Sign in with
Sign up | Sign in
Your question

Help with live sound, acoustic guitar

Last response: in Home Audio
Share
Anonymous
August 1, 2004 12:53:59 PM

Archived from groups: rec.audio.pro (More info?)

I have a Taylor electic acoustic with their new expression system. I
am playing it in a small venue with a 120 watt Behringer acoustic amp.
The amplified acoustic is pretty good, but there is one frequency
range that troubles me. The B string, fretted to a C and on up to
about a G (1st through 8th fret), the result sounds more like an
electic guitar, than an acoustic. Also, when I turn the amp way up,
these are the frequencies that start to oscillate. The E string sounds
ok, as do all the lower strings. I'm not getting that "acoustic"
sound out of my Taylor on these notes. It is missing the initial
attack and has too much sustain, and the sustain sounds like it's
dominated by one frequency instead of the complex harmonics of an
acoustic. It has a "jazz" sound, on these few notes.

Now Taylor makes some sort of a box to plug into before your amp or
PA. Also, I could get a small mixer or equalizer or ???. Taylor says
they idealized the system to play into a PA (Old man Taylor plays into
a PA at his church every Sunday). Should I just get a PA (actually a
lot of the clubs I play at have a PA, in which case I use it). If so
which one (the new Bose?).

At any rate, I'm trying to get my Behringer acoustic amp to sound
better while playing my Taylor.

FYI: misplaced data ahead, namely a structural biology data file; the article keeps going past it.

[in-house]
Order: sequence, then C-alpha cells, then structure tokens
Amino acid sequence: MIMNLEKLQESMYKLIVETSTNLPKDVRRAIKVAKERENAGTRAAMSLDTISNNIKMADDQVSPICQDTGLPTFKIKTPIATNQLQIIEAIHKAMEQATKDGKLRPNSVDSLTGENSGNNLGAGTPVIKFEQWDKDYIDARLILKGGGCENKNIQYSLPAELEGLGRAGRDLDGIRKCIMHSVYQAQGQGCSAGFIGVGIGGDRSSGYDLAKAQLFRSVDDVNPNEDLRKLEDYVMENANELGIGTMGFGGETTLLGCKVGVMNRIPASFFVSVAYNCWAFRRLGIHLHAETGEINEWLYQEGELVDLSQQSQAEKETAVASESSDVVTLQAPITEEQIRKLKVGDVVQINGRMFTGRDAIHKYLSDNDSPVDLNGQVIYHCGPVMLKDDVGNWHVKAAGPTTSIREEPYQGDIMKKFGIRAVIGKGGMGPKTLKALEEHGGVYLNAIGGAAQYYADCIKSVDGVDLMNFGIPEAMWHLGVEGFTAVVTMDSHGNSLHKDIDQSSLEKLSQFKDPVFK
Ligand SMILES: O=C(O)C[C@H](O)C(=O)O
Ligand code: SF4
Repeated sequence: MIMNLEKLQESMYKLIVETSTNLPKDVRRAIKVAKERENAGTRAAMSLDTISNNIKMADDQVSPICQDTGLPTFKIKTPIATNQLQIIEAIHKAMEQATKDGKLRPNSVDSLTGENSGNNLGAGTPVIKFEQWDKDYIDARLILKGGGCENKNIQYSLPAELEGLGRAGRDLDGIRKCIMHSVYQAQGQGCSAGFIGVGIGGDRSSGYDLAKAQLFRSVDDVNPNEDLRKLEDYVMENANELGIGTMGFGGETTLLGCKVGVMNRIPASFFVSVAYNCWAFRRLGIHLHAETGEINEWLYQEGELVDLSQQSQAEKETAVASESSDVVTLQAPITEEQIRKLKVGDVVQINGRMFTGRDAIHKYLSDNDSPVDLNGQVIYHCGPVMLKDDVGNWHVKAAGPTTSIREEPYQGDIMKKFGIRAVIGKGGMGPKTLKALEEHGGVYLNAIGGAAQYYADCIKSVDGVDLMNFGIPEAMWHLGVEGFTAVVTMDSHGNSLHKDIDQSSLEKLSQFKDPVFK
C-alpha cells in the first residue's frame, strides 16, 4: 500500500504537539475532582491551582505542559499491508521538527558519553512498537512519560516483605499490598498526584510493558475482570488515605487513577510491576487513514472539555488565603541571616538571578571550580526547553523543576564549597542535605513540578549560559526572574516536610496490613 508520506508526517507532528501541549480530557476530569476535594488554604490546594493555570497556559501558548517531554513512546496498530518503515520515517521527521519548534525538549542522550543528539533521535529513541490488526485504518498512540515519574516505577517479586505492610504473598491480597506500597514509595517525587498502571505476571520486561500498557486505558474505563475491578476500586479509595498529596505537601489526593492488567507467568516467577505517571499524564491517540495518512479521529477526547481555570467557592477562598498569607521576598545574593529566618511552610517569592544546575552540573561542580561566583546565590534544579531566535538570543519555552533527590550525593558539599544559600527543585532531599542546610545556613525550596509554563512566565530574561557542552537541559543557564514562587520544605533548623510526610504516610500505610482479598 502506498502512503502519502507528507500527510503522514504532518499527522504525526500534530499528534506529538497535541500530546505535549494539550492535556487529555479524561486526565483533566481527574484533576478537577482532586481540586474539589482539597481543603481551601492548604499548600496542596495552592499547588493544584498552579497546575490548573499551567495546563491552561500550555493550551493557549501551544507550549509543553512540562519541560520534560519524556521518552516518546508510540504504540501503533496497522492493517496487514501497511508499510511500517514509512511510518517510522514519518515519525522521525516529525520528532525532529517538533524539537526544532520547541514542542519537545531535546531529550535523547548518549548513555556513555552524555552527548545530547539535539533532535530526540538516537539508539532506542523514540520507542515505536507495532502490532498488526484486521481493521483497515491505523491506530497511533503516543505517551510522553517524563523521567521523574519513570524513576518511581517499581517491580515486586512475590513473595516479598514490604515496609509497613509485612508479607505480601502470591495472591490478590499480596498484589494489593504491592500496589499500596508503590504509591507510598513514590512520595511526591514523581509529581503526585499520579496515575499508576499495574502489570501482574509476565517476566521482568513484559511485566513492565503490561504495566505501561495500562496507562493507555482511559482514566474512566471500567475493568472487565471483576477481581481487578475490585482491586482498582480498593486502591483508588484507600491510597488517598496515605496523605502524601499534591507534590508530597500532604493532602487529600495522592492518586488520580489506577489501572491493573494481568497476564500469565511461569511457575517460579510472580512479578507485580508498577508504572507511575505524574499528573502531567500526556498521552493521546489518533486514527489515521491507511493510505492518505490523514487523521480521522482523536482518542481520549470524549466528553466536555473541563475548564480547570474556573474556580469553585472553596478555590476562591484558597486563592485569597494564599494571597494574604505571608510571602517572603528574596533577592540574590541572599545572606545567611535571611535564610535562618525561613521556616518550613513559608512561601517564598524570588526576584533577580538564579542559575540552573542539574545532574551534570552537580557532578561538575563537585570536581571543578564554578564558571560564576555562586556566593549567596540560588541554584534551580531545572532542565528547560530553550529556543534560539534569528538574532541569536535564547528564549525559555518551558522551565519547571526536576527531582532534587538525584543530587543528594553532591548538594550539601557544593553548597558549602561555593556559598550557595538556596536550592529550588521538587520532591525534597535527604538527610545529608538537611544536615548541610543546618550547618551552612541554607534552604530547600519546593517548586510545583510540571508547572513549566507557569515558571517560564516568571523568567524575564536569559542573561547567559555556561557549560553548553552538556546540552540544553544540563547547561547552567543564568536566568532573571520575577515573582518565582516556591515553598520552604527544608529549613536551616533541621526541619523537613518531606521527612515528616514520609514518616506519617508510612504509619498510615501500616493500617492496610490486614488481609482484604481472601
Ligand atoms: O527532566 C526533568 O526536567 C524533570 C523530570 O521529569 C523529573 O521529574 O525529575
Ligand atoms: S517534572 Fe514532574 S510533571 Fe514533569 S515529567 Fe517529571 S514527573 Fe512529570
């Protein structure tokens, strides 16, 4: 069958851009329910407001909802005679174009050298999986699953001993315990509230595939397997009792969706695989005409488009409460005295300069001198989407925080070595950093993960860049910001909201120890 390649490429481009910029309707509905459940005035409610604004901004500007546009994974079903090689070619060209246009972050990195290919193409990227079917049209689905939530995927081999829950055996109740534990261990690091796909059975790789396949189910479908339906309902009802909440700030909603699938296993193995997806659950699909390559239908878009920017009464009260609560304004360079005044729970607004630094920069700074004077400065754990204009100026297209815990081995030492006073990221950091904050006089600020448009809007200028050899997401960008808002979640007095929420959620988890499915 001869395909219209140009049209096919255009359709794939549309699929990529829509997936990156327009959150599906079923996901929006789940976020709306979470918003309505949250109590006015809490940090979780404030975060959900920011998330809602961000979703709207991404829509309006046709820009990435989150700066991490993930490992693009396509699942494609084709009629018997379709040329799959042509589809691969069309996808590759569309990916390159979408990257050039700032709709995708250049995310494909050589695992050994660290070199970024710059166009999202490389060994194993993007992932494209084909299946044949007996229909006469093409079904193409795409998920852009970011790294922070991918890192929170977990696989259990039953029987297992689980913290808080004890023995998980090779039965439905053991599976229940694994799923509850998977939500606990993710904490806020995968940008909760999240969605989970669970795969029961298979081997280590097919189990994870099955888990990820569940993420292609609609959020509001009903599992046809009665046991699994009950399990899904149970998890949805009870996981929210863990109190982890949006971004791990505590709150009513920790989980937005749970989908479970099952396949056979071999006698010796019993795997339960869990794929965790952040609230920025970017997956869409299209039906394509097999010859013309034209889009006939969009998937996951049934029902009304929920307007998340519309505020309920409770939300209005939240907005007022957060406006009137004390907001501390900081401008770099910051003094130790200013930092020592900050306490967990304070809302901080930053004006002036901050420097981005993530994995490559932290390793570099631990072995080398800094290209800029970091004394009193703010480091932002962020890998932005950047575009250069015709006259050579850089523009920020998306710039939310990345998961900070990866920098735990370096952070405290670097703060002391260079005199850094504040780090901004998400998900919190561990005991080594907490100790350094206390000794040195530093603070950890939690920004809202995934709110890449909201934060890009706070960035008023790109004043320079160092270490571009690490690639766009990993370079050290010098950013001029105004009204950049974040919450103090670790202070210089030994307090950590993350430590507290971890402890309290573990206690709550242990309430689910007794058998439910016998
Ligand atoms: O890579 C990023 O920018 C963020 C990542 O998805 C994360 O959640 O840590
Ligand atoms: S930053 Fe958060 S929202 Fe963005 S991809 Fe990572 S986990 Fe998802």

Wonderful guitar, by the way. And yes, I know it sounds better
"miced", but I can't hold it and play into a stage mic. Inhibits my
playing. Whole reason for aoustic/electric.
August 1, 2004 8:00:57 PM

Archived from groups: rec.audio.pro (More info?)

In article <1b3f4ae6.0408010753.2603603d@posting.google.com>,
anothername@access4less.net (Doug) wrote:

> I have a Taylor electic acoustic with their new expression system. I
> am playing it in a small venue with a 120 watt Behringer acoustic amp.
> The amplified acoustic is pretty good, but there is one frequency
> range that troubles me. The B string, fretted to a C and on up to
> about a G (1st through 8th fret), the result sounds more like an
> electic guitar, than an acoustic. Also, when I turn the amp way up,
> these are the frequencies that start to oscillate. The E string sounds
> ok, as do all the lower strings. I'm not getting that "acoustic"
> sound out of my Taylor on these notes. It is missing the initial
> attack and has too much sustain, and the sustain sounds like it's
> dominated by one frequency instead of the complex harmonics of an
> acoustic. It has a "jazz" sound, on these few notes.
>
> Now Taylor makes some sort of a box to plug into before your amp or